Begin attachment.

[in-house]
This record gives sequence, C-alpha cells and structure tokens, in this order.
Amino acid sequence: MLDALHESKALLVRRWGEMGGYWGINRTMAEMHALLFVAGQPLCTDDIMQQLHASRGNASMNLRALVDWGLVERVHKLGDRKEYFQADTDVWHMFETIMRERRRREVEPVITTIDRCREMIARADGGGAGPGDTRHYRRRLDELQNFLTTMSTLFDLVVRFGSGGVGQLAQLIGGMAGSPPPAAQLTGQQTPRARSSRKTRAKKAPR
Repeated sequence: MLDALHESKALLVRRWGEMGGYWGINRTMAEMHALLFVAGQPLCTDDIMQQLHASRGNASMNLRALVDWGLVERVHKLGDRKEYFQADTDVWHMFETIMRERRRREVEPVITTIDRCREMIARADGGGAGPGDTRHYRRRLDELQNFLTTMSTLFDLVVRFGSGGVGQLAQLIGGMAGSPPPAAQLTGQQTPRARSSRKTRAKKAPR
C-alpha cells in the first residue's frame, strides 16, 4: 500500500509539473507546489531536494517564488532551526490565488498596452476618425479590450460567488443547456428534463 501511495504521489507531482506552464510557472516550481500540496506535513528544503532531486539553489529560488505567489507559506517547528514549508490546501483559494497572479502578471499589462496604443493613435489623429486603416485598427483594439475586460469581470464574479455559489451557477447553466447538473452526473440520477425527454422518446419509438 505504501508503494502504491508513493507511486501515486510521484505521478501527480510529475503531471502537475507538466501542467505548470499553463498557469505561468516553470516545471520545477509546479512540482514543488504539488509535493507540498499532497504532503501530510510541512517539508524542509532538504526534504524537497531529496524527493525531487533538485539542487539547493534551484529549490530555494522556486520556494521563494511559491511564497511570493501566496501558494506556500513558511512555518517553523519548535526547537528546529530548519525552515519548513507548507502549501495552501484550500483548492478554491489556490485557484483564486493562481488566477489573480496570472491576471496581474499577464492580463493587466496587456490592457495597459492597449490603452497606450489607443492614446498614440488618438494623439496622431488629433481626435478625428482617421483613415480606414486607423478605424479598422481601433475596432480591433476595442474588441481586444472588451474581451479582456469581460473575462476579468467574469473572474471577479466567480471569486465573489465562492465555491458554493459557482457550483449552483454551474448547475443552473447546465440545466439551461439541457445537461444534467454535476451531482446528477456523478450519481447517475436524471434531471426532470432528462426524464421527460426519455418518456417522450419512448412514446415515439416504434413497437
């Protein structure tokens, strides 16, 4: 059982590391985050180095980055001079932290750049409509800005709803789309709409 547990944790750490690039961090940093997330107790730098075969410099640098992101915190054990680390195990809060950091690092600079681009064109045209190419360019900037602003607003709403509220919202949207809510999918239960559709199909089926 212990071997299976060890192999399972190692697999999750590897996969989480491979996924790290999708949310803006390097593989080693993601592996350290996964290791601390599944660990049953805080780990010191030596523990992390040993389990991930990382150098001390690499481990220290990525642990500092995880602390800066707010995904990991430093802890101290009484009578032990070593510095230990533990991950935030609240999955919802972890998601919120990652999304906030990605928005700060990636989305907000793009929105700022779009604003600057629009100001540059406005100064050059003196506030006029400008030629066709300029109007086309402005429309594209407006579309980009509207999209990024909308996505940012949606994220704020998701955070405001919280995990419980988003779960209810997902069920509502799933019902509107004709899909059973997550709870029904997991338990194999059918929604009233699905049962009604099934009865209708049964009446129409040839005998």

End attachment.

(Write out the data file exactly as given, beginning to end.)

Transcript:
[in-house]
This record gives sequence, C-alpha cells and structure tokens, in this order.
Amino acid sequence: MLDALHESKALLVRRWGEMGGYWGINRTMAEMHALLFVAGQPLCTDDIMQQLHASRGNASMNLRALVDWGLVERVHKLGDRKEYFQADTDVWHMFETIMRERRRREVEPVITTIDRCREMIARADGGGAGPGDTRHYRRRLDELQNFLTTMSTLFDLVVRFGSGGVGQLAQLIGGMAGSPPPAAQLTGQQTPRARSSRKTRAKKAPR
Repeated sequence: MLDALHESKALLVRRWGEMGGYWGINRTMAEMHALLFVAGQPLCTDDIMQQLHASRGNASMNLRALVDWGLVERVHKLGDRKEYFQADTDVWHMFETIMRERRRREVEPVITTIDRCREMIARADGGGAGPGDTRHYRRRLDELQNFLTTMSTLFDLVVRFGSGGVGQLAQLIGGMAGSPPPAAQLTGQQTPRARSSRKTRAKKAPR
C-alpha cells in the first residue's frame, strides 16, 4: 500500500509539473507546489531536494517564488532551526490565488498596452476618425479590450460567488443547456428534463 501511495504521489507531482506552464510557472516550481500540496506535513528544503532531486539553489529560488505567489507559506517547528514549508490546501483559494497572479502578471499589462496604443493613435489623429486603416485598427483594439475586460469581470464574479455559489451557477447553466447538473452526473440520477425527454422518446419509438 505504501508503494502504491508513493507511486501515486510521484505521478501527480510529475503531471502537475507538466501542467505548470499553463498557469505561468516553470516545471520545477509546479512540482514543488504539488509535493507540498499532497504532503501530510510541512517539508524542509532538504526534504524537497531529496524527493525531487533538485539542487539547493534551484529549490530555494522556486520556494521563494511559491511564497511570493501566496501558494506556500513558511512555518517553523519548535526547537528546529530548519525552515519548513507548507502549501495552501484550500483548492478554491489556490485557484483564486493562481488566477489573480496570472491576471496581474499577464492580463493587466496587456490592457495597459492597449490603452497606450489607443492614446498614440488618438494623439496622431488629433481626435478625428482617421483613415480606414486607423478605424479598422481601433475596432480591433476595442474588441481586444472588451474581451479582456469581460473575462476579468467574469473572474471577479466567480471569486465573489465562492465555491458554493459557482457550483449552483454551474448547475443552473447546465440545466439551461439541457445537461444534467454535476451531482446528477456523478450519481447517475436524471434531471426532470432528462426524464421527460426519455418518456417522450419512448412514446415515439416504434413497437
């Protein structure tokens, strides 16, 4: 059982590391985050180095980055001079932290750049409509800005709803789309709409 547990944790750490690039961090940093997330107790730098075969410099640098992101915190054990680390195990809060950091690092600079681009064109045209190419360019900037602003607003709403509220919202949207809510999918239960559709199909089926 212990071997299976060890192999399972190692697999999750590897996969989480491979996924790290999708949310803006390097593989080693993601592996350290996964290791601390599944660990049953805080780990010191030596523990992390040993389990991930990382150098001390690499481990220290990525642990500092995880602390800066707010995904990991430093802890101290009484009578032990070593510095230990533990991950935030609240999955919802972890998601919120990652999304906030990605928005700060990636989305907000793009929105700022779009604003600057629009100001540059406005100064050059003196506030006029400008030629066709300029109007086309402005429309594209407006579309980009509207999209990024909308996505940012949606994220704020998701955070405001919280995990419980988003779960209810997902069920509502799933019902509107004709899909059973997550709870029904997991338990194999059918929604009233699905049962009604099934009865209708049964009446129409040839005998």